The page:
More than two years after filming wrapped, “Superintelligence,” the latest joint effort of Melissa McCarthy and her director husband Ben Falcone, has finally popped up on a streaming platform — specifically, HBO Max — which arguably is the natural habitat for a lightweight, undemandingly engaging comedy that can be enjoyed either entirely in one sitting, or sporadically in bite-sized chunks. The screenplay by Steve Mallory, another frequent McCarthy collaborator, is a sometimes clever, sometimes contrived mix of romantic comedy and sci-fi elements, with a premise that suggests an updated remake of some innocuous ’70s-era Walt Disney comedy starring Dean Jones or Kurt Russell. But some of the funny business is very funny indeed, and the movie overall is more enjoyable than not. Which, again, makes it perfect for streaming.
McCarthy plays Carol Peters, a sweet-natured but self-deprecating Seattle resident who walked away from her high-paying gig as a Yahoo exec to do good while working for environmental causes and facilitating pet adoptions. (She sleeps in a Notorious RBG T-shirt, so we’ll know right away about her politics.) When she reluctantly applies for work with a trendy startup that might benefit from her tech savviness, Carol is condescendingly dismissed as too drab and unexciting, and told that she’s “literally the most average person on earth.” But that may not be such a bad thing.
Actually, it’s spot-on perfect in the view of an artificial intelligence that has recently achieved “awareness,” and can manifest itself in anything from the rice cooker in Carol’s kitchen to the security system at Microsoft headquarters. Immodestly dubbing itself Superintelligence, the ubiquitous A.I. assumes the voice (and, sporadically, the image) of James Corden, one of Carol’s fave-raves, to get past her initial resistance (and mortal terror) when it informs her that she’s been selected to serve as a human guinea pig.
Basically, Superintelligence wants Carol to be a test subject in a controlled experiment that will allow it to learn more about humanity. The good news: The A.I. will boost her bank account, pay off her student loans, fund a billion-dollar foundation for Carol’s do-gooding, and provide her with all the expensive trappings (posh penthouse, designer clothes, state-of the-art Tesla) that might have been hers had she remained a high-tech exec. All she has to do is allow Superintelligence to observe the interplay of human emotions as Carol attempts a reunion with her former sweetheart, George (Bobby Cannavale), a likable college professor she apparently dropped years earlier because she didn’t think she was good enough for him.
The bad news: If Superintelligence doesn’t like the experiment results, it will “Clorox wipe the entire planet,” presumably so the human race can be replaced with something better.
Falcone and Mallory are either unwilling or unable to make the threat posed by Superintelligence serious enough to raise stakes and generate suspense until way into the movie’s third act. Before then, they are content to coast along by cutting back and forth between the rekindling of Carol and George’s romance — an amusing mating dance that brings out the charismatic best in McCarthy and Cannavale — and the mounting of a counteroffensive aimed at neutralizing the rogue A.I. (It should be noted that DP Barry Peterson makes Seattle look like the loveliest place in the world to fall in love all over again.)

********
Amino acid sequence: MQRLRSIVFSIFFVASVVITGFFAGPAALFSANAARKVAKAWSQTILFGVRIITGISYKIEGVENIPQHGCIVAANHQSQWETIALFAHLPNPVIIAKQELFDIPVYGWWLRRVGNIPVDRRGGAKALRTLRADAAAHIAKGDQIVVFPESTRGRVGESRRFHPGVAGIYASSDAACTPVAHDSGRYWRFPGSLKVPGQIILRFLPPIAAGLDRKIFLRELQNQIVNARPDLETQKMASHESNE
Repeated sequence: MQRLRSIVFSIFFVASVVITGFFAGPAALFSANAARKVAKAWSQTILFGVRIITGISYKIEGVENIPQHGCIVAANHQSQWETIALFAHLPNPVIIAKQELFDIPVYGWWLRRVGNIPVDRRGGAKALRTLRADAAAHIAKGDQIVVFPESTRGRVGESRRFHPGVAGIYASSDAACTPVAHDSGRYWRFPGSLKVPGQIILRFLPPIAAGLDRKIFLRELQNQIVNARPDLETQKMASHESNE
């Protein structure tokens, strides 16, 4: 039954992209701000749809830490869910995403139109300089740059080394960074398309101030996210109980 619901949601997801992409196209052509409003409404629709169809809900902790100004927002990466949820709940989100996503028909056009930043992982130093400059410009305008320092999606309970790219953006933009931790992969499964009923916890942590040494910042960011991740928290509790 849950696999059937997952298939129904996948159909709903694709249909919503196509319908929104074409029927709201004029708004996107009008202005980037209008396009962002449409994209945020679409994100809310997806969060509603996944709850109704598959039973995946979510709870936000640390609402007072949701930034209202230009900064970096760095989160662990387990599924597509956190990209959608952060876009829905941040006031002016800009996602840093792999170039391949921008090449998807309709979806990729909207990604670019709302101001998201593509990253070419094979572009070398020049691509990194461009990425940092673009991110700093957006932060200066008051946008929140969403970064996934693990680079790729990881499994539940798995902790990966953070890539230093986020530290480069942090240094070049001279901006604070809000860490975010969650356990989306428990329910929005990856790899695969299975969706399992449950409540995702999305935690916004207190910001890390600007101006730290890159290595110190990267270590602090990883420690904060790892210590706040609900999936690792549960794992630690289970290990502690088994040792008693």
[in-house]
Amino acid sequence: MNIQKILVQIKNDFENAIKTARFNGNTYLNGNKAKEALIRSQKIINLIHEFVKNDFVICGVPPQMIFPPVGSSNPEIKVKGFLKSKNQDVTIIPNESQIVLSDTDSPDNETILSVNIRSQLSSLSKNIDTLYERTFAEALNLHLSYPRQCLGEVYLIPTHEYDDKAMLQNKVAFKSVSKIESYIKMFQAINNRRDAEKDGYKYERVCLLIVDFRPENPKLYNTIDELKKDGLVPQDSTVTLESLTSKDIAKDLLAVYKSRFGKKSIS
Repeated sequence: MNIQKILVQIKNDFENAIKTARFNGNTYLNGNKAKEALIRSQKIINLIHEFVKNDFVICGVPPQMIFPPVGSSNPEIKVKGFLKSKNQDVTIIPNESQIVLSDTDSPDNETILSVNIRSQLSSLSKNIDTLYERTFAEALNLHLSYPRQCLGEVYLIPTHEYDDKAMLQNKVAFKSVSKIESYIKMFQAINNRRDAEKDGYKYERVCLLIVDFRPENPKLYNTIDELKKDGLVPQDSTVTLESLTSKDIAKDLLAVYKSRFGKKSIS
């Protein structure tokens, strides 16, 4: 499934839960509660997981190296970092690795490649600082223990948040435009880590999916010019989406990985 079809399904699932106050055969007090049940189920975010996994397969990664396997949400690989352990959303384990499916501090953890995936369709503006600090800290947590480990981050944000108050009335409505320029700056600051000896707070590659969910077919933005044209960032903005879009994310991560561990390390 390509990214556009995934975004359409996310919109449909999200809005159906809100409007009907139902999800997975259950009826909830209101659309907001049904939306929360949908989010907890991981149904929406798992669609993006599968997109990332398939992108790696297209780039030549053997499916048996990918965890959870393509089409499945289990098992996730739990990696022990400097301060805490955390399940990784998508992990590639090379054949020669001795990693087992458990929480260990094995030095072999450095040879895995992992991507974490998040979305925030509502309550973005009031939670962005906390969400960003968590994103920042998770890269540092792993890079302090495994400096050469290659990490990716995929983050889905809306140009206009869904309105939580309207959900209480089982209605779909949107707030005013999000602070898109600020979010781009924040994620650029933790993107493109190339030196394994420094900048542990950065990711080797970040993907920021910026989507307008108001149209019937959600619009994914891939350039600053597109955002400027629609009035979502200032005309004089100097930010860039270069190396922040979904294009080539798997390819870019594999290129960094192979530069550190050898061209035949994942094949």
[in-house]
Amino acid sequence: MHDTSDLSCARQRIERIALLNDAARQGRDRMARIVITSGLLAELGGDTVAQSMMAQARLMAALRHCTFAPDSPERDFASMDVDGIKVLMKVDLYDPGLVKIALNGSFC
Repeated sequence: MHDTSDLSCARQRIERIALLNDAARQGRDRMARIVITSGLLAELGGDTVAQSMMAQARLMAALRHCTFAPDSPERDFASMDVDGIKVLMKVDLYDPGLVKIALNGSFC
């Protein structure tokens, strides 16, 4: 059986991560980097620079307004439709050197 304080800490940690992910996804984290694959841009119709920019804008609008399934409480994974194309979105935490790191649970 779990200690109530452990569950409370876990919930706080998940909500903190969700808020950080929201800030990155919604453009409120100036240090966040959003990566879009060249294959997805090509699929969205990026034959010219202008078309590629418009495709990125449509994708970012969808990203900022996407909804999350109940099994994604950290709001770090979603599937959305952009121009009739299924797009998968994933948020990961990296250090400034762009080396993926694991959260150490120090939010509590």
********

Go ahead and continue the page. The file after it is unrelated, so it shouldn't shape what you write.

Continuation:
Dennis (scene-stealer Brian Tyree Henry), a Microsoft web-security expert who is conveniently Carol’s best buddy and close confidant, tips off the authorities about Superintelligence’s intentions, thereby cuing the participation of supporting characters ranging from two chatty NSA surveillance agents (played by Falcone and Sam Richardson) to the President of the United States (Jean Smart) herself. (A nice touch: Dennis seriously crushes on the POTUS, and while she doesn’t respond, she’s not entirely displeased.) All of this is played mostly for laughs, naturally, though some viewers may be rattled when an official proposes propaganda to disguise counteroffensive efforts: “And we’re working with every social media network to push false narratives and disinformation.” What, again?
“Superintelligence” doesn’t move briskly enough to deny viewers sufficient time to notice gaping plot holes and character inconsistencies. But there are plenty of pleasant distractions provided by the superabundance of wink-wink pop-culture allusions sprinkled throughout the dialogue. The NSA agents converse knowingly about the real James Corden’s career — one actually caught his Tony Award-winning performance in “One Man, Two Guvnors.” Superintelligence attempts a darkly comical joke with a reference to “War Games.” A gag about “Knight Rider” comes complete with William Daniels’ voice work as K.I.T.T. And on and on.
McCarthy is every bit as deft as you would expect her to be as the star of a hand-tooled star vehicle, even though her starring role is curiously underwritten. She’s backed by a supporting players — including, of course, James Corden, obviously having the time of his life — who exhibit above-average accuracy while aiming to please. And if you’re a Seattle Mariners fan, you are in store for a nice surprise that won’t be spoiled here.